Tag Archives: rotc

Color Guard: Two Guards, American Flag, and…?

The standard color guard has four members:

  1. Right/Lead Guard
  2. American Flag Bearer
  3. Other Flag Bearer
  4. Left/Trail Guard

Guards
The guards are always armed (except in a chapel, at the discretion of the pastor). The weapons the guards may carry are:

  1. Ceremonial-style rifle (M1, M14, M1903)
  2. Modern automatic rifle (M16, etc., not as nice looking)
  3. Shotgun (fairly standard for law enforcement)
  4. Ceremonial Fire Ax (standard for firefighters)
  5. Ceremonial Pike Pole (not as usual nor as recognizable)
  6. Guards should NEVER carry swords or sabers, nor should rifles have mounted bayonets

Two guards are standard. I’ve seen teams with one guard due to a team member falling ill, and even teams without guards at all- that’s just not how to present the colors at any time.

American Flag Bearer
Always next to (marching right) or directly behind the Right/Lead Guard, NEVER in the middle or anywhere else.

ENSURE ALL FLAGS ARE THE SAME HEIGHT!

“Other Flag” Bearer
A question arose a few days ago the question arose from a fire department team about what flag should march next in line. Since the team usually marches three flags, US, State, Local or Organizational, and now they can only march two flags, which one should be next?

For us in the military the answer is always taken care of for us; the other flag for a color team is always the service color when marching two colors. When overseas, many teams march three colors by default: US, Host Nation, and Service Color (when on “American soil” US installation, American cemetery), or Host Nation, US, and Service Color (when on “foreign soil”, anywhere else).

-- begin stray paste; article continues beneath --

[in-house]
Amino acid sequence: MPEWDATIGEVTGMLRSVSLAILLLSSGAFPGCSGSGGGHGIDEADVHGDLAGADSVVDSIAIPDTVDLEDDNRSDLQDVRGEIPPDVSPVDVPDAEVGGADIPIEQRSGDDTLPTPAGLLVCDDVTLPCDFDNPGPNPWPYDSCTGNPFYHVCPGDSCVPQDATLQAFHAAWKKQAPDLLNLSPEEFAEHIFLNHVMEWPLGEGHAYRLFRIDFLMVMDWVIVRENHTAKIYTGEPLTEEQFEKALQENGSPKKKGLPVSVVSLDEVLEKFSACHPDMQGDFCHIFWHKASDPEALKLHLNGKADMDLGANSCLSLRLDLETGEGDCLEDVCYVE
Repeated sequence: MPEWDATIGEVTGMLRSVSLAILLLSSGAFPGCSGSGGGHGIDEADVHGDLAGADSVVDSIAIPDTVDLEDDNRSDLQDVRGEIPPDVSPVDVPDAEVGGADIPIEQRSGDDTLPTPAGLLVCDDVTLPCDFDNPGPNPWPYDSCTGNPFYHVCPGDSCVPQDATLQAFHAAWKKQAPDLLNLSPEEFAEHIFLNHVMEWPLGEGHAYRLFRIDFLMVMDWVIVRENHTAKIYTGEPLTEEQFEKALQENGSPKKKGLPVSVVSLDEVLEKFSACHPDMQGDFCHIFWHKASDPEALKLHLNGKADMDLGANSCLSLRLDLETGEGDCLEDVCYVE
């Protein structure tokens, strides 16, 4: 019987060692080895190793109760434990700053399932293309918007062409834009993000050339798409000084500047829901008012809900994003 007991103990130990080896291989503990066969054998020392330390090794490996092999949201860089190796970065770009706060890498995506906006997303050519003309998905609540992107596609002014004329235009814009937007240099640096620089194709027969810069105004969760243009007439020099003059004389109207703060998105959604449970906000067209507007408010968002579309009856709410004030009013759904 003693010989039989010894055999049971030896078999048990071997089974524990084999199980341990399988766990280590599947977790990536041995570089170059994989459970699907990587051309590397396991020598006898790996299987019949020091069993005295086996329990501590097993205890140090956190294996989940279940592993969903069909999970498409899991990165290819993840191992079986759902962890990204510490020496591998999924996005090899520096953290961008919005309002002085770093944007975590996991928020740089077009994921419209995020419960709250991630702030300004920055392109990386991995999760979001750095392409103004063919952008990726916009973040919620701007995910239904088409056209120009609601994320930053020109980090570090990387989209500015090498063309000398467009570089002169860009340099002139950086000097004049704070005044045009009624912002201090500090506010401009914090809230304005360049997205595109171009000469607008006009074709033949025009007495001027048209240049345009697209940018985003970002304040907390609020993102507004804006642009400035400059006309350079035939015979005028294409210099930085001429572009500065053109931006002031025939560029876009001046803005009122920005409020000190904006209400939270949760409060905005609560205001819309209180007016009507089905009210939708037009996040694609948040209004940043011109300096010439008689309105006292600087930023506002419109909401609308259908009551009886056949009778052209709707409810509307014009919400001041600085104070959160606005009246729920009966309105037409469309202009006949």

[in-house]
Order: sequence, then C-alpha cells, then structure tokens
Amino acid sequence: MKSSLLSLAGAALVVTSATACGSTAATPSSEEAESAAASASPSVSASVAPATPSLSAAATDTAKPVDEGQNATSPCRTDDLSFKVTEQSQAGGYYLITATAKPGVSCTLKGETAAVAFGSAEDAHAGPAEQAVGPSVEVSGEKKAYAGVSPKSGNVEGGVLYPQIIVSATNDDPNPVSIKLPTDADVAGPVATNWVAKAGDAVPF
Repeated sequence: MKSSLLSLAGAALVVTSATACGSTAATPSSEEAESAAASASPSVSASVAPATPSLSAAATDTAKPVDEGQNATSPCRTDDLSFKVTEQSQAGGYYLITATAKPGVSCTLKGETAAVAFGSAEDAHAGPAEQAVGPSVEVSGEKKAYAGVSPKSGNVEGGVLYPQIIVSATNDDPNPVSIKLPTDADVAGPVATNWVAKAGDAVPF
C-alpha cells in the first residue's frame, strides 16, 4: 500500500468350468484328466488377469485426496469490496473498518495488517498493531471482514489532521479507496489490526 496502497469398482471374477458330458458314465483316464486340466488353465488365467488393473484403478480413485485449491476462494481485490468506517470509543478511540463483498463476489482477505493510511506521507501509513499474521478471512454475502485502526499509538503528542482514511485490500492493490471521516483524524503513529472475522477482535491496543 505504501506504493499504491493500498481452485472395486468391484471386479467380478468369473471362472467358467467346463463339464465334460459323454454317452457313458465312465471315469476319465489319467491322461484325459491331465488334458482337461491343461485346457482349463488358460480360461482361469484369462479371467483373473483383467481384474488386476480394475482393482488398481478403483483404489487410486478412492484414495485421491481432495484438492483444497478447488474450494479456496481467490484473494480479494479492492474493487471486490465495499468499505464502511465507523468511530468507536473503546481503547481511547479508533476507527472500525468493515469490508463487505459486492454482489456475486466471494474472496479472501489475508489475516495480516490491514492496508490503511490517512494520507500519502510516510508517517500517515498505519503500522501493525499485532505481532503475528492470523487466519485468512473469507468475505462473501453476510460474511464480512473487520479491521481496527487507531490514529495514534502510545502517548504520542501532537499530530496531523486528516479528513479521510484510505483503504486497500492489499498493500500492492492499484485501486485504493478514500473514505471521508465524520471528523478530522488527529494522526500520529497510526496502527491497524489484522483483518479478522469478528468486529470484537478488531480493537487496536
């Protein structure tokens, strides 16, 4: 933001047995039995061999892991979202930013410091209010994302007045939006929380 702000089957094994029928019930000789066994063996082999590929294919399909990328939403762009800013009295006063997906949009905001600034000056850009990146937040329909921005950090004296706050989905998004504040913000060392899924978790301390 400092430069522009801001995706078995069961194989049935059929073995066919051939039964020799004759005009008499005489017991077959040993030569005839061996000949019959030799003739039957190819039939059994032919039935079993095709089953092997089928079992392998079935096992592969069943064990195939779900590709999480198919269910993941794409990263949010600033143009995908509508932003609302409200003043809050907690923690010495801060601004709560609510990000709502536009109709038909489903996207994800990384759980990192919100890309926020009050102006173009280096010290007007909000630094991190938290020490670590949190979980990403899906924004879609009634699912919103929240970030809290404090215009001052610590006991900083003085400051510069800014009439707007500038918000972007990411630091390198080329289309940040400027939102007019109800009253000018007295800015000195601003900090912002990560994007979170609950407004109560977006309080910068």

For first responders, the state, local, or organizational flag is just fine. For JROTC and other cadet organizations, your first choice should be your service color, but your unit color is appropriate.

Click here read about the position that should never be used for color bearers!

Education is Key!
Please review your service manual or The Honor Guard Manual to have that knowledge as fresh as possible for when you need it.

Raising and Lowering the Flag

Across the country,  JROTC units receive requests to perform duties several times each year and Memorial Day is no different. Unfortunately, what the cadets are requested to do can create concern. Here is an example.